In his book Think Smart: A Neuroscientist’s Prescription for Improving Your Brain’s Performance, Richard Restak says,
“I’ve found that many prisoners, especially those serving time for violent crimes, suffer from deficiencies in frontal lobe function. They can’t plan their lives or control either their emotions or their behaviors.”
“If the frontal lobes are not nurtured and developed…then we as a society can expect o pay deadly in terms of more crime, broken homes, drug use and violence..” (Richard Restak, 1994)
If you’ve read much research on children of divorce you already know that children of divorce have a higher chance of ending up incarcerated than children in two-parent homes. Richard Restak’s comments should send shock waves into the church realm if we are serious about ministering to the child of divorce in our children’s programs. Did the “broken homes” jump out at you? It did me. What if your church could be one of the tools to help kids develop and nurture their frontal lobes?
The main thing these kids need is your love and empathy for what they are experiencing. When they experience a healthy family type atmosphere where they feel safe physically and emotionally, and where they feel loved and accepted, then they can access the higher level of the brain, the frontal lobes.
It is in this state they will learn to solve problems. They will be able to create choices. Remember the child in the brain stem can’t make choices. The child in the limbic loves to make choices, and the child in the frontal lobes can offer choices. The upper level of the brain or the cortex loves to learn.
The Brain Train Engine
In the Brain Train, the engine (cortex) is the place where the engineer runs the train. All the decisions about running the train are made in this car. Cortex/frontal lobe loves to learn, creates choices, organizes, has working memory, has foresight, planning and follow-through actions. “The frontal lobes are also responsible for our most evolved feelings and behaviors such as ethics, altruism and compassion.” (“Think Smart”, Richard Restak) “What can I learn?” of “How can I solve this problem?” (Dr. Becky Bailey, “Conscious Discipline” www.consciousdiscipline.com 1-800-842-2846)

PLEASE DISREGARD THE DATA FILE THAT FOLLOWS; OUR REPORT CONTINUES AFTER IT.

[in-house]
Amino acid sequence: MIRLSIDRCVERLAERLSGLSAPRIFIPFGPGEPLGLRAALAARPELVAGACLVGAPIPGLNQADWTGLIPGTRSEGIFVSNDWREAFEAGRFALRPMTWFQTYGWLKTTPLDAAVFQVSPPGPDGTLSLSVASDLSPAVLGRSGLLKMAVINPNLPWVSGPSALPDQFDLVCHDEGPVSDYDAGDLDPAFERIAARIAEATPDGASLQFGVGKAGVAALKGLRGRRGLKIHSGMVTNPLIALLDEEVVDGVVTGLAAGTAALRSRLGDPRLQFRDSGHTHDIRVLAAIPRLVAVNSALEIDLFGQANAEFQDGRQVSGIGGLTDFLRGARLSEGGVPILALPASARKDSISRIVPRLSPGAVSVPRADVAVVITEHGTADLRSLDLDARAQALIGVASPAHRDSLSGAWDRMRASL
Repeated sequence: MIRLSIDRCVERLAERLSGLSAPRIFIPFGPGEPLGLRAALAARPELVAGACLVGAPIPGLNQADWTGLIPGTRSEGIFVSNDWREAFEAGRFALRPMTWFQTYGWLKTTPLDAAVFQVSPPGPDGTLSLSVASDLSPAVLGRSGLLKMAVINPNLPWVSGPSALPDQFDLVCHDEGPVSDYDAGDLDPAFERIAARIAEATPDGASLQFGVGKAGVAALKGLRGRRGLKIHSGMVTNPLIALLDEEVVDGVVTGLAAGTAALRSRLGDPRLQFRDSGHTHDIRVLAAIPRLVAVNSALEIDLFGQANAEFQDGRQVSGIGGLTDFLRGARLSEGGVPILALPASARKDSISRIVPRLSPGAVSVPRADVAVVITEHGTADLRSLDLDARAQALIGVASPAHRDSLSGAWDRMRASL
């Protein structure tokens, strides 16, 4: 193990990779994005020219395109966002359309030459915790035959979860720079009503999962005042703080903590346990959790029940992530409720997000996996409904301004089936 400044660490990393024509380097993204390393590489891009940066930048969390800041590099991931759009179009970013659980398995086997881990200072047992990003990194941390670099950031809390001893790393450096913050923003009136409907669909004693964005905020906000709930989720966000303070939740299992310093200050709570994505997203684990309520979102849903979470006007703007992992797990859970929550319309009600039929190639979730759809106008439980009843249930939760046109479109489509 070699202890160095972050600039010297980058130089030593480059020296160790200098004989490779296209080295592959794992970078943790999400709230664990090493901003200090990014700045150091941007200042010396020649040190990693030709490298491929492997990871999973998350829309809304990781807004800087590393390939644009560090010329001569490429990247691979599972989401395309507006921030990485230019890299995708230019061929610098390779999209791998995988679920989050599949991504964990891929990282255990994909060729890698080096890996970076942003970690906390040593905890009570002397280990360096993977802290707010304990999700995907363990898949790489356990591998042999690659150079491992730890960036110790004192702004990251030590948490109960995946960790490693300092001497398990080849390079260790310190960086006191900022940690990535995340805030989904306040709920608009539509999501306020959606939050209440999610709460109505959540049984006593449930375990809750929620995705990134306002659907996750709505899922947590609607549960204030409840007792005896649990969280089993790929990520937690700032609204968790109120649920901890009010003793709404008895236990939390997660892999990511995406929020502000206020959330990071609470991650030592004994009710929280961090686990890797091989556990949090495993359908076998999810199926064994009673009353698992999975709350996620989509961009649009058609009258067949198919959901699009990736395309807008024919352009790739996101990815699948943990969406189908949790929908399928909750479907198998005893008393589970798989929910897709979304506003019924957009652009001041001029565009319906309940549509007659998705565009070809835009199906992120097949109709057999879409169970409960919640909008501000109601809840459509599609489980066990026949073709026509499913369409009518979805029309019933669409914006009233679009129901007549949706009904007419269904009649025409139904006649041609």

Some of you might ask why does a child go from the cortex down to the brain stem? The answer is because the child needs to. The child doesn’t have the wiring to get him or herself out of the brain stem; the child needs adults to help.
Another important piece of information to remember is that, even though we have all this brain information and we are learning how to help children move from the lower levels of their brain to the upper levels where they can learn and problem solve, children can still “unhook” the brain by telling themselves they are worthless!
A Brain Train Hypothetical Scenario
Brain Train Scenario: The child of divorce comes into your class and you can tell right away they don’t want to be there. Their head is down and they are refusing to look at you. Or worst case scenario they hide under a table or pew. Or they go sit in the corner with their hoodie over their head refuse to look up and take the hoodie off. What do you do? For the most part in the past we have mishandled this type of situation by saying things like, “Oh come on now. Things can’t be that bad.” Or we try to happy up the child by saying, “Come on, give me a smile.” Or, “Quit being silly! Get out from under that table.” Or, “Take that hoodie off. I can’t see that beautiful face of yours.” When we do this, we don’t help the child feel safe but instead we literally push them down into feeling unworthy.